I’d recommend you download “SwiftKeys,” an artificial-intelligence keyboard that guesses what you’re about to type, either while you are typing it, or one word ahead. So, for example, if you write, espero que estés it will almost certainly guess “bien” as the next word, and you won’t need to type it; just touch the word when it pops up.

    Also, amazingly enough, it manages to handle both English and Spanish without having to tell it which language you are typing. Truly amazing.

    Welcome to the twenty first century.


    Kim G
    CDMX, México
    Where we’d be lost without our smartphone, sometimes quite literally.

    1. Kim: In just a few days I’ve become quite fond of it. It’s not the hassle I anticipated. About three years ago, I bought a spanking new Samsung Smartphone on a lark, and got so annoyed at it that I sold it at a considerable loss within a week. I got this Sony Xperia after my wife bought the same thing about two months ago. If she could handle it, I knew I could. She’s about as low-tech an individual as you can imagine. I figured she could explain it to me, and she has to a great degree.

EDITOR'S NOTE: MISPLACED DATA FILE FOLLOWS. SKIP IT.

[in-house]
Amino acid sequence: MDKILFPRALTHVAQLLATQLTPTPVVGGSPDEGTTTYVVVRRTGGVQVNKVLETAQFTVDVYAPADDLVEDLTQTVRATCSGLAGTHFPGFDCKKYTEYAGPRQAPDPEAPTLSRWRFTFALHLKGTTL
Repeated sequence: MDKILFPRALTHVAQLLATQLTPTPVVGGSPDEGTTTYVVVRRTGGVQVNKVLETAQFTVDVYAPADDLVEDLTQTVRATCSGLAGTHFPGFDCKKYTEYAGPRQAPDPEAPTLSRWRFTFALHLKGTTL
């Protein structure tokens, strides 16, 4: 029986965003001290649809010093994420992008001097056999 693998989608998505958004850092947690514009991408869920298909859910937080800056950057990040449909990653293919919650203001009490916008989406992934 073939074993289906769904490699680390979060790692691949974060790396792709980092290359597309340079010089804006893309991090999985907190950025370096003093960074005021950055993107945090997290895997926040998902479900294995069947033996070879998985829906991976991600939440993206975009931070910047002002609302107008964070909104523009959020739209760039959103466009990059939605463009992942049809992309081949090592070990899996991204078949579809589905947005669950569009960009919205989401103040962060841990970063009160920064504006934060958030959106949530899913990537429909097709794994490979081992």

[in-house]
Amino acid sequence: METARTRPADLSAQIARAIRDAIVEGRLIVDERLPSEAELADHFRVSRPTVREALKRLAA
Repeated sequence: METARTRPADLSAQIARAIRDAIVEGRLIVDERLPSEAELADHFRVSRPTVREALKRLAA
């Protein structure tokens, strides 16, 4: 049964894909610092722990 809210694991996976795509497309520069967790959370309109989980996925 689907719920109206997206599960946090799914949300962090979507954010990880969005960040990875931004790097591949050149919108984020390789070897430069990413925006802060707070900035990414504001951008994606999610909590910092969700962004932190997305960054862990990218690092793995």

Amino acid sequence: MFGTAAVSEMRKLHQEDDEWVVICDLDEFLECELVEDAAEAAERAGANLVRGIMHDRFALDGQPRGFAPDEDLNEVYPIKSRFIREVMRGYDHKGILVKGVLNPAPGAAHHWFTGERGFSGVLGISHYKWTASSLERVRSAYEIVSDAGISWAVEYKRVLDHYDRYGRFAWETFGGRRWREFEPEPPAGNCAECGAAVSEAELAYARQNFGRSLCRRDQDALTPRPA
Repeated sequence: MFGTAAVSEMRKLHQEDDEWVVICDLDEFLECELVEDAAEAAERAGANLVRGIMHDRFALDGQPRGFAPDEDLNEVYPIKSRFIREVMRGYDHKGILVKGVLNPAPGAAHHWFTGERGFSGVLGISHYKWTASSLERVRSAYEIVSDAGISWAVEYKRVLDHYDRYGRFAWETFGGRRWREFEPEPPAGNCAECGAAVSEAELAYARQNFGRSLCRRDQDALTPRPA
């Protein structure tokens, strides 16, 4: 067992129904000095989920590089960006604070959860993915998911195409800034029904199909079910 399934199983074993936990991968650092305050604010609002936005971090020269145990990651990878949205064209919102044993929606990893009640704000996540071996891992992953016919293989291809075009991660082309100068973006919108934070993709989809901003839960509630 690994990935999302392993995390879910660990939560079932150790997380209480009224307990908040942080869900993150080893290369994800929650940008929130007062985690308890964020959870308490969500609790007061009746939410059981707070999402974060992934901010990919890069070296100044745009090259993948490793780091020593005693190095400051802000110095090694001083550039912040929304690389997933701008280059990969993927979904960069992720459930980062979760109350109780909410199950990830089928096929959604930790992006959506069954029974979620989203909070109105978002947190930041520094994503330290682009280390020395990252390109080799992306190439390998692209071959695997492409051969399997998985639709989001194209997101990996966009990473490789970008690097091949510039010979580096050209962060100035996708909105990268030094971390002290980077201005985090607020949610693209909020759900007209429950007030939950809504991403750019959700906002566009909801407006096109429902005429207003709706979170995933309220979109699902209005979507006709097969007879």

I installed WhatsApp already on her advice.

      As far as the swift keys thing goes, I had it available on my antique phone. Don’t like it. Disabled it. My texts are always very brief anyway.

      All told, I’m trying to keep it to a low roar.

      By the way, I have noticed that your cell number, according to my contact list, has a lada code of my town. Is that correct? Did you buy it while you were here?

      1. Hola Felipe! I don’t think you have my Mexican cell phone number. And in any case, it’s a Mexico City number beginning with “55.” You may have my US cell phone number being displayed as a Mexican number. US # starts with a “44.”